Jen McCredie- Truly Connected to Cambodia

Jen (left) mentoring two changemakers, Sambor (centre) and Dyna (right) after class finished in a school in Battambang

Jen McCredie is a semi-retired teacher from Australia. Her teaching career in Australia has seen her wear many hats in primary schools, from classroom teacher to teaching and learning consultant in mathematics, to Assistant Principal of a large school on Sydney’s Northern Beaches; mentoring many teachers in her educational journey. In her ‘retirement’, Jen has continued mentoring teachers in Sydney. Her connection to SeeBeyondBorders has seen her involved in many ‘Teach the Teacher’ visits to Cambodia, and with her head down planning maths Workshops with Kate Shuttleworth and Priscilla Chang in the early days back in Sydney. Mentoring teachers, to build sustainable practice, is her passion, and is what brings her back to Cambodia in 2023. She has written the piece below as her time in Cambodia concludes.

‘… because Cambodia gets under your skin and into your heart,’ is always my response when people ask me why I keep coming back here. 

I arrived in Cambodia early in January this year to participate in SeeBeyondBorders’ (SBB) ‘Connect Program’ – something new. It was the most emotional arrival I had ever experienced. Walking out of the airport with friend and colleague, Jen Sawyer, I was met by a sea of beaming faces from the Siem Reap office of SBB, bearing the Australian and Cambodian national flags, that we all held up proudly for the compulsory ‘family photo’. I cried, of course. I always do when I am emotional – just ask my kids! Happy tears, of course, that were no doubt triggered by a huge sense of relief; because when the pandemic hit in 2020, I didn’t ever think I would get back to Cambodia, ‘to give and to get’… and here I am, again.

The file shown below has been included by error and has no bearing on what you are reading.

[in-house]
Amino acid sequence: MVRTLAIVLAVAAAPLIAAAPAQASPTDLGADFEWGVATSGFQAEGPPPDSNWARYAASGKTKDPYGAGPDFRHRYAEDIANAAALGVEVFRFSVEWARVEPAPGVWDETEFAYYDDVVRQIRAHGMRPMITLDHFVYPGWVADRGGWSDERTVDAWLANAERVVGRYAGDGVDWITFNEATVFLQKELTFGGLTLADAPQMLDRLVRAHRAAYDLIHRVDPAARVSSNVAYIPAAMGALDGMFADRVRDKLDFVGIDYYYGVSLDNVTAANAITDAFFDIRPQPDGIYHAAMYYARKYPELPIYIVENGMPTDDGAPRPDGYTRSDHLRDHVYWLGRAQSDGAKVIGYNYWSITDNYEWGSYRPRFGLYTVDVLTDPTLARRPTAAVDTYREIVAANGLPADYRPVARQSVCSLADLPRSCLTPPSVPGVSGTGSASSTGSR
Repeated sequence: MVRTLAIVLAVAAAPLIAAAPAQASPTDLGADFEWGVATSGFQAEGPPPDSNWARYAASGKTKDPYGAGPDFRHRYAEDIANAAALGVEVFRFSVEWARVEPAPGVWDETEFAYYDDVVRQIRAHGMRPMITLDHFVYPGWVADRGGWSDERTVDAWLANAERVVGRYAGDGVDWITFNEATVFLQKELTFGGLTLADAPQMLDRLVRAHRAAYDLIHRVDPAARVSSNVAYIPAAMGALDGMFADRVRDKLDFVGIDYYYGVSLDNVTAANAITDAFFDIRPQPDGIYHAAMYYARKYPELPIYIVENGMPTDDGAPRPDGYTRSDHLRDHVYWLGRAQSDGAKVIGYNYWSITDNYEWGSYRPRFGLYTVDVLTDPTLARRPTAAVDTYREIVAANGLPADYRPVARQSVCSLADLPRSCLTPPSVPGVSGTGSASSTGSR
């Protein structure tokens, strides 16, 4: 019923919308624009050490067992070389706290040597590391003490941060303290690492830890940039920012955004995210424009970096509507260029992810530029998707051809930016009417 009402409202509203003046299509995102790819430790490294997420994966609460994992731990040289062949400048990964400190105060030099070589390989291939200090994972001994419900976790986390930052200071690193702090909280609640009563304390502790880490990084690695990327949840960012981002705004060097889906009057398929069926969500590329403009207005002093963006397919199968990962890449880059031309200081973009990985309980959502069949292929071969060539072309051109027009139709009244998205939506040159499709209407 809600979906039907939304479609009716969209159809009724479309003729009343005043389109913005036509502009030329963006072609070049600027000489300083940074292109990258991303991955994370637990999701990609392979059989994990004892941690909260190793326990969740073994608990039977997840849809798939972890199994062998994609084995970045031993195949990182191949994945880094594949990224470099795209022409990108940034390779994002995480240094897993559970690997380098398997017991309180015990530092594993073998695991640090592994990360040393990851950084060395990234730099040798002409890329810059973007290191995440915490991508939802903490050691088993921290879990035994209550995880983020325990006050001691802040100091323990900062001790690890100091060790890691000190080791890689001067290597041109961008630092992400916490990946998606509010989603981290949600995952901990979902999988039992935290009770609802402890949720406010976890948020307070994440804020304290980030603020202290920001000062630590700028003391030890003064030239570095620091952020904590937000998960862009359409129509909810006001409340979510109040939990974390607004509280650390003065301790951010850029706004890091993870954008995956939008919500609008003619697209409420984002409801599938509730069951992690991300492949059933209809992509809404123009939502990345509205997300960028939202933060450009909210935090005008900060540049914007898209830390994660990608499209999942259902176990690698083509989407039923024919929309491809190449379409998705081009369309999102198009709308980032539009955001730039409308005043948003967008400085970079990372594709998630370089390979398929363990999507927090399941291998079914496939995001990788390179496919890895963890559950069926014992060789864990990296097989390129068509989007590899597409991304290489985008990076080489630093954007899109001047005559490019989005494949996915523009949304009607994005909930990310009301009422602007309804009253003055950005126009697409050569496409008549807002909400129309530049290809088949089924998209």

Jen (left) with member of the board Priscilla (right) during an early visit to Cambodia

My first visit to Cambodia, in 2011, took me to the far northeast of Cambodia, to Ratanakiri Province. SBB had partnered with VSO (a British NGO) to offer maths workshops to teachers who worked in rural schools around Banlung, its capital. I know, on that first trip, I thought I would be giving so much to the teachers and children of Cambodia, and I would say that I did – running workshops in Early Years Maths and supporting teachers to develop effective pedagogy in mathematics had been my bread and butter in the years leading up to this trip, so I jumped right in ‘to make a difference’. Little did I realise how much I would get in return; some things confronting and others so uplifting.

Cambodia’s teachers are special people. They teach classes of up to 50 students in rural schools, with little in the way of resources, although that is changing with the support of SeeBeyondBorders. They turn up every day, they smile, and are so appreciative of the time and expertise people, like me, give them. What do I get from that – a giant dose of humility! Khmer people have such great respect for teachers – I’d really like to ‘bottle it’ and take it home!